What to expect:

If you think storytelling, or its bigger brother orality, is just for tribal and peasant people, think again. This course investigates and demonstrates the genius of the narrative/story genre for those, yes, who can’t read, but also for growing multitude who can read, but do very little of it. Class members will participate in storytelling, design a seminar on the missiological applications of narrative, and write a major paper or create a video/project or develop a series of culturally relevant lessons that emphasize the narrative medium in areas such as evangelism, business, ESL, church planting, apologetics, homiletics, community development, leadership and followership development, counseling, research. The grand tour question for this course is: Why is it important to know the role of story in Scripture and service?

By the complete of this learning experience, you will have increased skills to:

  • Articulate a personal philosophy of narrative.

  • Communicate the gospel through story.

  • Analyze stories for structure and values.

  • Analyze stories for cross-cultural effectiveness

Reserve your spot now

Be notified when the course goes live in:

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What's inside the course:

  1. 1
    • Welcome to this Ephesiology Master Class

    • How to use the course player

    • Introduction to Teaching in Oral Cultures

    • Course Description and Objectives

    • Before we begin...

  2. 2
    • Instructions

    • Student Assignments

    • Rubric for Asynchronous Discussion Participation

    • Rubric for Book Review

    • Writing Academic Book Reviews

    • Rubric for Final Research Project

    • Writing a Seminary Paper

    • Required Textbooks and Articles

    • Course Bibliography

    • Resources for Academic Research

    • Writing & Style Guides

    • Extra Credit

  3. 3
    • What to expect in this session

    • Task 1

    • Class Benefits and Challenges

    • Excursus: Why Words are Important

  4. 4
    • What to expect in this session

    • Task 2

    • Critiquing the Theologies and Narrative Theology

  5. 5
    • What to expect in this session

    • Bible as Literature

  6. 6
    • What to expect in this session

    • Meet the Theoreticians

  7. 7
    • What to expect in this session

    • Task 3

    • Distinguishing Factors of Orality

  8. 8
    • What to expect in this session

    • Bible as Story

    • Theme of the Bible - Assignment 1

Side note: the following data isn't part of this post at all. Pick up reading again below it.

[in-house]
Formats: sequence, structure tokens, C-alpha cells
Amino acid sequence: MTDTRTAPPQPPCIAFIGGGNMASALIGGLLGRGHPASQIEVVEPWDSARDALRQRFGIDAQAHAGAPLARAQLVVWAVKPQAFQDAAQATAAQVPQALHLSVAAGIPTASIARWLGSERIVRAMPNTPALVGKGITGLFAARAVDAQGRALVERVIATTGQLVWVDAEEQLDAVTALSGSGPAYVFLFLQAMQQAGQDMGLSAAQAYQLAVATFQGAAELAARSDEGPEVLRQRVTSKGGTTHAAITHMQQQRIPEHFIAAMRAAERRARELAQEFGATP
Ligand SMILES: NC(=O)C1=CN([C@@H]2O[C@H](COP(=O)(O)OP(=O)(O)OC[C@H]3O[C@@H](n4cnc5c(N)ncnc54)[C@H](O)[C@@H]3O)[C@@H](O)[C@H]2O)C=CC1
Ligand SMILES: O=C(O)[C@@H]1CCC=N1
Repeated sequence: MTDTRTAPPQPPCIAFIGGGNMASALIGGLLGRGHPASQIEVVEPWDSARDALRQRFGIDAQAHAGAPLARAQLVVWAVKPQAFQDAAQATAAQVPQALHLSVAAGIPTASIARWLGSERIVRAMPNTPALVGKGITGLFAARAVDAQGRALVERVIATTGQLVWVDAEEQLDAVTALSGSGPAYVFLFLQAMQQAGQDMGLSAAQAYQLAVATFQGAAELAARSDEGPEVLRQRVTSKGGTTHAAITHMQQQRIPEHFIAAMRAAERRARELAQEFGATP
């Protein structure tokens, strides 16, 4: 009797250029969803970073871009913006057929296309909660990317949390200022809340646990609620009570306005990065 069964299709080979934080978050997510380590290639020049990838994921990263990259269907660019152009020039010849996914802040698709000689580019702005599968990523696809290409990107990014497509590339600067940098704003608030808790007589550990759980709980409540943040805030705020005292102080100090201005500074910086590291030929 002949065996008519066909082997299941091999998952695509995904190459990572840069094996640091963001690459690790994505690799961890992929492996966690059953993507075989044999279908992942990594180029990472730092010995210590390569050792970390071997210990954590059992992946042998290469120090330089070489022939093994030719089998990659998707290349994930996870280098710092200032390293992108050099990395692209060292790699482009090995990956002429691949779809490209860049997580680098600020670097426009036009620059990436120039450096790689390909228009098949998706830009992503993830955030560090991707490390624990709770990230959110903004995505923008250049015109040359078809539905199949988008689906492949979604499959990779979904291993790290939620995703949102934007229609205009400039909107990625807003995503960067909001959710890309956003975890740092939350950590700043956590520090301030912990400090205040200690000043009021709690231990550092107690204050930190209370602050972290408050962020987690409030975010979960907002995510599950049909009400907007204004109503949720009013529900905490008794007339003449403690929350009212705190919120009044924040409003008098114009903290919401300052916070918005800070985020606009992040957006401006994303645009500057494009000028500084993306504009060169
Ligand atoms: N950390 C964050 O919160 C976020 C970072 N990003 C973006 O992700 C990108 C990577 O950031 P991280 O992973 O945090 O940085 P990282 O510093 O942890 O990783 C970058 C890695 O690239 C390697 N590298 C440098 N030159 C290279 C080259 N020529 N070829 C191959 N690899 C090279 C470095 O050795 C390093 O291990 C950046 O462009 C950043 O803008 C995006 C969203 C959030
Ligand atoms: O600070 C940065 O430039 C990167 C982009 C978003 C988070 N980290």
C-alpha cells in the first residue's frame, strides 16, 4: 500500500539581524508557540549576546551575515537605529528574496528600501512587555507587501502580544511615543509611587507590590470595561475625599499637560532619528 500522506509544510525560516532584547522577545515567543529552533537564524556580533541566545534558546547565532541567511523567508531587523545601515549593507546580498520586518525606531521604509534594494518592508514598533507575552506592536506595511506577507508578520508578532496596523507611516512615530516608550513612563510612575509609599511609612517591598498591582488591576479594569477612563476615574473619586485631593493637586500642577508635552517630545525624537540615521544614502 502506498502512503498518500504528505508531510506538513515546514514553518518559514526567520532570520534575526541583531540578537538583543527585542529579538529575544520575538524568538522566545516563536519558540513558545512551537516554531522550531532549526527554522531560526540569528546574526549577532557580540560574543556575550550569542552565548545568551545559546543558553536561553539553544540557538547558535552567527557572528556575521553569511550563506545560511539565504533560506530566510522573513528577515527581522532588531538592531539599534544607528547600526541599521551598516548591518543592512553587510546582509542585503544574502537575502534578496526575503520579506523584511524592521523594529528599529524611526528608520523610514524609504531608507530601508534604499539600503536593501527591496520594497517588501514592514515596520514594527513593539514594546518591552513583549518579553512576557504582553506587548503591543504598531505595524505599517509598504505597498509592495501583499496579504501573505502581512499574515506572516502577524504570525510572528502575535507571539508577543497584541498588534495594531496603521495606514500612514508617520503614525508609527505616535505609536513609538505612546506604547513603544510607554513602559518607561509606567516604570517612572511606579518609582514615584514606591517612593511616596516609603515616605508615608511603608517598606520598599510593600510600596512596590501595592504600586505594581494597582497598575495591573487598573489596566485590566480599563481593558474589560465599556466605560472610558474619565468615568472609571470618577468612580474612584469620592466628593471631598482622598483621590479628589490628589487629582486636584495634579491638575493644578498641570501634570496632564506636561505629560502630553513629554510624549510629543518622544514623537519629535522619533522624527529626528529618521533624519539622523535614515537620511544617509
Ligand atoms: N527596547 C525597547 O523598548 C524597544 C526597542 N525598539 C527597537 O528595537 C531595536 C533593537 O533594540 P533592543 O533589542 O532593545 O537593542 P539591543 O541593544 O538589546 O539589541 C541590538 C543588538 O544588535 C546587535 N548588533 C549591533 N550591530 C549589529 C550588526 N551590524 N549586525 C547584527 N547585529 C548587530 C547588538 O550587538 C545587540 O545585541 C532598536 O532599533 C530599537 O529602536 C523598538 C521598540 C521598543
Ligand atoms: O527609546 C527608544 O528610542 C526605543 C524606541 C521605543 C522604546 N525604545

• Theme of the Bible - Assignment 2

  9. 9
    • What to expect in this session

    • Task 4

    • The Storyline - Why Needed

    • The Storyline - A Model

    • Chronological Bible Storying

  10. 10
    • What to expect in this session

    • Task 5

    • The Storyteller

    • Faith Stories

  11. 11
    • What to expect in this session

    • Bible's Storylands

    • Mariner's Storylands

  12. 12
    • What to expect in this session

    • Task 6

    • The Storysmith

  13. 13
    • What to expect in this session

    • Oral Hermeneutics - Part 1

    • Oral Hermeneutics - Part 2

    • The Need for Oral Hermeneutics

    • The Return of Oral Hermeneutics

  14. 14
    • What to expect in this session

    • Task 7

    • Live Zoom Classroom

  15. 15
    • Final Reflections

    • Class Survey

    • Before you go...

    • Want to go further? Here's what's next.

  16. 16
    • Reading, Reflections, and Class Lessons

    • Participation

The Return of Oral Hermeneutics

As Good Today as it was for the Hebrew Bible and First-Century Christianity

Have Western exegetes turned an Eastern book into a Western one? Has our fondness for a fixed printed text capable of being analyzed with precision and exactitude blinded us to other hermeneutic possibilities? Does God require all people to be able to analyze grammar to interpret Scripture? Does God assume all people can interpret Scripture through oral means? The authors recognize the effects of centuries of literacy socialization that produced a blind spot in the Western Christian world—the neglect by most in the academies, agencies, and assemblies of the foundational and forceful role orality had on the biblical text and teaching. From the inspired spoken word of the prophets, including Jesus (pre-text), to the elite literate scribes who painstakingly hand-printed the sacred text, to post-text interpretation and teaching, the footprint of orality throughout the entire process is acutely visible to those having the oral-aural influenced eyes of the Mediterranean ancients. Could oral hermeneutics be the “mother of relational theology”?

Meet Dr. Tom Steffen

Author and Missiologist

Tom Steffen

Dr. Steffen served 20 years with New Tribes Mission, 15 of those in the Philippines. He is Professor Emeritus of Intercultural Studies in the Cook School of Intercultural Studies at Biola University in La Mirada, California. He specializes in church multiplication, orality, honor and shame, and business as mission. Some of his books include: Reconnecting God’s Story to Ministry: Cross-Cultural Storytelling at Home and Abroad, Worldview-based Storying: The Integration of Symbol, Story, and Ritual in the Orality Movement, and The Return of Oral Hermeneutic: As Good Today as It Was for the Hebrew Bible and First Century Christianity.

Are you ready to change your world?

It's not simply about what you know in your head, but what you believe in heart and do with your hands so that you are motivated and equipped to lead movements.